Colombian opposition candidate Oscar Ivan Zuluaga, who threatens to suspend the government’s peace talks with Marxist rebels, led the first-round of presidential elections and will face incumbent Juan Manuel Santos in a runoff.
Zuluaga, an ally of former President Alvaro Uribe, won 29.3 percent of the votes yesterday with 99.97 percent of polling stations reporting, ahead of Santos with 25.7 percent. To avoid a second round on June 15, a candidate would need more than 50 percent of ballots. Sixty percent of the electorate abstained. The peso traded little changed at 1,910.50 per dollar at the close in Bogota.
Former Finance Minister Zuluaga has repeatedly attacked the government’s negotiations with the Revolutionary Armed Forces of Colombia, or FARC, demanding that the guerrillas declare a unilateral cease-fire and serve at least six years in jail. He told reporters today that if elected he would provisionally suspend the peace talks. Santos says Colombia has never had a better chance of ending the conflict.
“In three weeks, Colombians can chose between those who want an end to the war, and those who want a war without end,” Santos, 62, said in a speech after the result. “We’re going to show that there’s a majority who want to end a conflict that has caused half a century of pain and blood.”
A second-round victory for Zuluaga would mean the end of the peace negotiations, said Alejo Vargas, professor of political science at the National University, in a phone interview from Bogota.
“Zuluaga’s triumph shows there’s an important part of society that doesn’t back the Havana talks,” Vargas said.
The government and the FARC said May 16 they had reached an agreement to cooperate in the fight against illegal drugs, bringing closer a deal that might end the conflict. Santos rejected the FARC’s offer of a bilateral cease-fire during the negotiations, arguing that this would allow them to regroup and give them an incentive to string the talks out for as long as possible.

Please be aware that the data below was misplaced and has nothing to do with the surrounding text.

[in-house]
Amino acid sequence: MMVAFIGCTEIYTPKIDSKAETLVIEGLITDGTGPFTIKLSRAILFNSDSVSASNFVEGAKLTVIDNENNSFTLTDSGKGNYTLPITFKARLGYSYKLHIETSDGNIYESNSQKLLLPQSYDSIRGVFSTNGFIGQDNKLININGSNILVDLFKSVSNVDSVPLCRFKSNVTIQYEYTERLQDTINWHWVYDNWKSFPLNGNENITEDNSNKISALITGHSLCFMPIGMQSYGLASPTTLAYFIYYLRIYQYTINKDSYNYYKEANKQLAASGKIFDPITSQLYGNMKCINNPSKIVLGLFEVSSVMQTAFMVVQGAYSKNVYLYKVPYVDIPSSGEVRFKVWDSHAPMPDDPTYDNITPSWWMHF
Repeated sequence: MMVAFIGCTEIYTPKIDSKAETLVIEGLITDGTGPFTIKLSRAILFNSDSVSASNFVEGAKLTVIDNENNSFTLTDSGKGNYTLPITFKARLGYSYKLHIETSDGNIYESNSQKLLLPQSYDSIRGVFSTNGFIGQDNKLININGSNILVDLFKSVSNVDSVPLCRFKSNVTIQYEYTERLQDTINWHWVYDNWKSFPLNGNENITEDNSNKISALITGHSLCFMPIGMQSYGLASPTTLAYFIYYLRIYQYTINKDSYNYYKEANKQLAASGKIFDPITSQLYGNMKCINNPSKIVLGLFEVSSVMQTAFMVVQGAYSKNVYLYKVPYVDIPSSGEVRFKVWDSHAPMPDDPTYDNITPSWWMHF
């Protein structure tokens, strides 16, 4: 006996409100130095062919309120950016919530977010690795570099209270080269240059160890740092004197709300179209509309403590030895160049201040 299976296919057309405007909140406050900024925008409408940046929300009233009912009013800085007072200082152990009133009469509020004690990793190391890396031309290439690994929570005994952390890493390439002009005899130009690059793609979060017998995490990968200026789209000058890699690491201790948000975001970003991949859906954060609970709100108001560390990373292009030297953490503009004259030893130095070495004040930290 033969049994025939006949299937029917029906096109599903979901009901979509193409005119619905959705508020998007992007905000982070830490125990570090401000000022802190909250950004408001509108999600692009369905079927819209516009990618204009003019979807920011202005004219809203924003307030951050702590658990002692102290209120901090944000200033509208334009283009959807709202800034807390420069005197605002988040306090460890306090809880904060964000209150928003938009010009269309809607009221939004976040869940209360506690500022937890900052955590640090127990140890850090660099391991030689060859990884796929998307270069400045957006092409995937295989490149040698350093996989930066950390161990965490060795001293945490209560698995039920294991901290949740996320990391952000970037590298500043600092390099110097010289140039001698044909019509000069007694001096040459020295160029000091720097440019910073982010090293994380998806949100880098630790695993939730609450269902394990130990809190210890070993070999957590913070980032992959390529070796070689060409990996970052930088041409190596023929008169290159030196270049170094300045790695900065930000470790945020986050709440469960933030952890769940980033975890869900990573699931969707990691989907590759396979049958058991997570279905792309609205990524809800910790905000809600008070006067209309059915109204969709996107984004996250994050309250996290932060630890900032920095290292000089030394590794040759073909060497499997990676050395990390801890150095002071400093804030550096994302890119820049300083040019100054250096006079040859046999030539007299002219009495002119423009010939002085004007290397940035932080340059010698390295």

“The President of the Republic can not and should not be manipulated by the FARC, the biggest drug cartel in the world today,” Zuluaga, 55, said in a speech after the results were announced. He pledged “a full-frontal assault on terrorism.”
Zuluaga, who studied public finances at the University of Exeter in England, supports many of the economic policies followed by Santos, including free trade and a rule to curb the government’s ability to run deficits.
Goldman Sachs analyst Tiago Severo said in a research note last week that both candidates are perceived as “business friendly” and will continue with policies that helped boost growth in Colombia.
Zuluaga will probably receive support from the majority of the 15.5 percent who voted in the first round for Conservative Party candidate Marta Lucia Ramirez, said Jorge Restrepo, economics professor at Javeriana University in Bogota. The majority of the 24 percent who voted either for the Alternative Democratic Pole Party or the Green Party candidates will swing to Santos, he said.
The second round is too close to call given yesterday’s result, Restrepo said.
“The risk that has been imposed on the peace process is enormous,” said Elisabeth Ungar, director of Transparency for Colombia, a Bogota-based anti-corruption group. “If the talks are suspended we probably won’t see them again for the next 10 to 15 years.”
To contact the editors responsible for this story: Andre Soliani at email@example.com Philip Sanders